Sixteen years after The Boston Globe exposed the cover-up of sex abuse by clergy in the Archdiocese of Boston, I thought we had moved past this scandal, at least in the United States. Since then, the bishops implemented the Dallas Charter with a zero tolerance policy, helping to dramatically reduce the incidents of sex abuse. In parishes and Catholic schools throughout the country, background checks are routinely performed on anyone working with young people. Children are being taught how to report inappropriate behavior. It seemed our churches were becoming safer for young people.
It also seemed that we were regaining our voice in society. Pope Francis’s calls to consider the poor in public policy, to tend for the environment, and to abolish the death penalty were well received. We appeared to be making steady progress in promoting the life issues. Americans are increasingly identifying as pro-life and even the teaching on contraceptives was gaining a fresh hearing with the imposition of the HHS contraceptive mandate on the Little Sisters of the Poor and other Catholic institutions.
My illusions were shattered, however, with the revelation of sexual abuse by former Cardinal Theodore McCarrick. How could someone with such a horrific past ascend to such a powerful position in the Church? How is it that no one knew or that so many other bishops overlooked it? Particularly bewildering are the recent accusations by Archbishop Carlo Viganó that it was Pope Francis who shielded McCarrick from punishment. It is clear that zero tolerance has not extended to our bishops.
Even more painful was the grand jury report on clergy sex abuse in Pennsylvania. Hearing the victims describe their pain was heart wrenching. It is clear that although we have done much to prevent future abuse, the wounds of past abuse are still raw. Doing what we can to aid in their healing must be our priority.
Unfortunately, the reckoning for our Church over sexual abuse by clergy is far from over. Over the next few years, fresh allegations will be leveled and more grand juries will be convened. We will be forced to face the ugliness that our Church has covered up for decades. Even if we succeeded at airing out every case of abuse in the United States, we would still need to investigate abuse in other countries. So, we should prepare ourselves for a long, brutal slog that may not be completed in any of our lifetimes.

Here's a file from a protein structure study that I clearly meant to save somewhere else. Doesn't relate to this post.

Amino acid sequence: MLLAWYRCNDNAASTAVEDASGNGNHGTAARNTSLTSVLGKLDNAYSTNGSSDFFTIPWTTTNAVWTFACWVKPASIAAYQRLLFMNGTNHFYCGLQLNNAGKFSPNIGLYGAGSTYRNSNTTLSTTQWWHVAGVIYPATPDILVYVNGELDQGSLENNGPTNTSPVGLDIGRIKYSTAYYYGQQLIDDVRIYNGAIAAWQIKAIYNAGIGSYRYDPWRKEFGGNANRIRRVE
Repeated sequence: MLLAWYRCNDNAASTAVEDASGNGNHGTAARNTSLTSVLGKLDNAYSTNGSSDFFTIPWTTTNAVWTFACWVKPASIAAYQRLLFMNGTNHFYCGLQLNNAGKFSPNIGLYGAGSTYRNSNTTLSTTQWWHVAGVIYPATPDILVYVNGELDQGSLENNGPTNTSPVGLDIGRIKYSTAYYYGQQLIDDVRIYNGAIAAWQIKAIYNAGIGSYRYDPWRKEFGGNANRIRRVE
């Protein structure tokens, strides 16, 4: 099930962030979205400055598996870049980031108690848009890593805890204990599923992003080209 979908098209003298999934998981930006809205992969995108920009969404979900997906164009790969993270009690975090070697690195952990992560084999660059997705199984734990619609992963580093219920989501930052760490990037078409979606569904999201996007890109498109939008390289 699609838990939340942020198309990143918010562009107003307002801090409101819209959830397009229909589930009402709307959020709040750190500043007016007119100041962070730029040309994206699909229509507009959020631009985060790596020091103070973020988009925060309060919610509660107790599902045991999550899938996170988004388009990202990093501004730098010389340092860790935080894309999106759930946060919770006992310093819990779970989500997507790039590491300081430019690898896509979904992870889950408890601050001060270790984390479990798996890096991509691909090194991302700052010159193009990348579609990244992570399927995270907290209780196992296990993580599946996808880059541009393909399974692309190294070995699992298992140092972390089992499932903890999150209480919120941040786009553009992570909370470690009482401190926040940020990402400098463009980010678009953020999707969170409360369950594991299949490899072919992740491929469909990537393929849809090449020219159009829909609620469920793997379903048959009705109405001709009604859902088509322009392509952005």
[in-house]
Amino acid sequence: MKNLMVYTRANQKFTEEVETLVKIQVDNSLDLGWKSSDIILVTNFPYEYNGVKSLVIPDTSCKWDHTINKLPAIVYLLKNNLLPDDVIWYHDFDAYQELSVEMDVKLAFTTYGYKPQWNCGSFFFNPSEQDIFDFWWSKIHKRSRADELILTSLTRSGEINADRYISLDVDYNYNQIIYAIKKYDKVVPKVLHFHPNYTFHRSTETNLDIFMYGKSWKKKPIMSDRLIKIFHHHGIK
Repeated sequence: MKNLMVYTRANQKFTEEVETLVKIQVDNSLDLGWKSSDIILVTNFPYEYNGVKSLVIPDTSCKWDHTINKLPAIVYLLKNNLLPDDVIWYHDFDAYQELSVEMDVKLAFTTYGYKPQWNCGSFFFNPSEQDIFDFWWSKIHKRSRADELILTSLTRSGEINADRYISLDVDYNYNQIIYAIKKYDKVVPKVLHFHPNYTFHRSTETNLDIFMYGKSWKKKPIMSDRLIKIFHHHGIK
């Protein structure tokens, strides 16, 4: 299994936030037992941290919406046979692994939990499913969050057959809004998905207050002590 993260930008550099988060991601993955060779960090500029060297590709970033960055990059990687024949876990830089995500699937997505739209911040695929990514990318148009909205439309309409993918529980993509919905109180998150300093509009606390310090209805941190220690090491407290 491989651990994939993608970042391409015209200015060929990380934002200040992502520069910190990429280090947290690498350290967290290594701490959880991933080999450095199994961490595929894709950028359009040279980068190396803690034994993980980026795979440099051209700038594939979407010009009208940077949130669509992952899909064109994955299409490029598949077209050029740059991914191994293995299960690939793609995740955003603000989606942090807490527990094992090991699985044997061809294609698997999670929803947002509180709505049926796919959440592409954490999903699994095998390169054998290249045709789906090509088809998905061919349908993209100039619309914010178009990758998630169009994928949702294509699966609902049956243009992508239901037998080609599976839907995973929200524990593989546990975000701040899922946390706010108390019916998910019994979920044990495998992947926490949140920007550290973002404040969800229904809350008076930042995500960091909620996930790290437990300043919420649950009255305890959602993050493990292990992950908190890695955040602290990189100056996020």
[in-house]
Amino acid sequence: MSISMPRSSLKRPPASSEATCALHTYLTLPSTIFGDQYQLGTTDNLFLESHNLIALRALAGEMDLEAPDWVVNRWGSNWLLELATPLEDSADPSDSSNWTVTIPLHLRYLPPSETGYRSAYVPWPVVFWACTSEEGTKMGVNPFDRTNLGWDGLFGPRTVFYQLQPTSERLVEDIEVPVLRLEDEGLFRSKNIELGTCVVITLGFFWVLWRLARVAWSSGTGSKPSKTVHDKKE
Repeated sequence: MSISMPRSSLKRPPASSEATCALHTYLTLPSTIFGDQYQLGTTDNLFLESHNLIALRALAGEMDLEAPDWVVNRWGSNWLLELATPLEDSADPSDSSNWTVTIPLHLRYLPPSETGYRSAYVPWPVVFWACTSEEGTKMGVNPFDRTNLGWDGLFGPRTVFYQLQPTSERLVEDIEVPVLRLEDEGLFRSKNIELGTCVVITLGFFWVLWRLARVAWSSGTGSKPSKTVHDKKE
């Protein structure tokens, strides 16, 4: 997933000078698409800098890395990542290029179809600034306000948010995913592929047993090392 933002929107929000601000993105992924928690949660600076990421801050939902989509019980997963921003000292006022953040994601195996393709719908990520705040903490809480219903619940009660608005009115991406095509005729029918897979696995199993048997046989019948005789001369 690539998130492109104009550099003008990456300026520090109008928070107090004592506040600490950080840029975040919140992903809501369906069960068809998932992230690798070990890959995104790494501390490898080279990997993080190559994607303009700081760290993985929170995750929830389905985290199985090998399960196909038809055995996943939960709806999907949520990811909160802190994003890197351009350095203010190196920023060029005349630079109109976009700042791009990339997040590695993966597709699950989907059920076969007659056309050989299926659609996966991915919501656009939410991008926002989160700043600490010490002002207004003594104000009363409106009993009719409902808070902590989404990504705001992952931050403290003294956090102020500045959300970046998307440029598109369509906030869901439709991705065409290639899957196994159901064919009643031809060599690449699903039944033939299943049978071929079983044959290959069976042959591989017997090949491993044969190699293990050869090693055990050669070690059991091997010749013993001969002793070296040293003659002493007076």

As helpless as we may feel, we need to move forward. Our first order of business must be ensuring justice for the victims. It may mean lobbying to extend the statute of limitations for cases of sexual abuse against minors so that they can get their day in court. It may mean supporting the independent investigation of bishops, dioceses, and the Vatican to bring to light who enabled such abuse. It definitely means no longer allowing our loyalty to the institutional Church to blind us to the people of God who are suffering.
In this Sunday’s first reading, the prophet Isaiah assures us that God is coming “with vindication; with divine recompense”. Indeed, God’s justice is coming for victims of sexual abuse not only in the Church but throughout society. In that justice comes healing: “Then will the eyes of the blind be opened, the ears of the deaf be cleared.” Sunday’s Gospel reminds us that healing can often be a long, messy process. No doubt, the healing of victims and the healing of our Church will likewise be a long, messy process. When it is all over, we may very well be a smaller, poorer, and weaker Church — just the kind of Church Jesus can use to evangelize the culture.
Douglas Sousa, S.T.L.
Your children cry out to you for justice and healing.
Too often our hearts be hardened to their pleas.
Too often our need for control and power
blind us to the pain of your little ones.
Too often we seek first to protect ourselves
rather than protect those who are most vulnerable.
In your mercy, forgive the sins we have committed
against the weakest members of your flock.
Purge from our midst those intent on doing harm.
Give us wisdom and courage to make amends.
Let your healing flow out to those who are hurting
so that, as your Church, we may reflect your love
who live and reign forever and ever.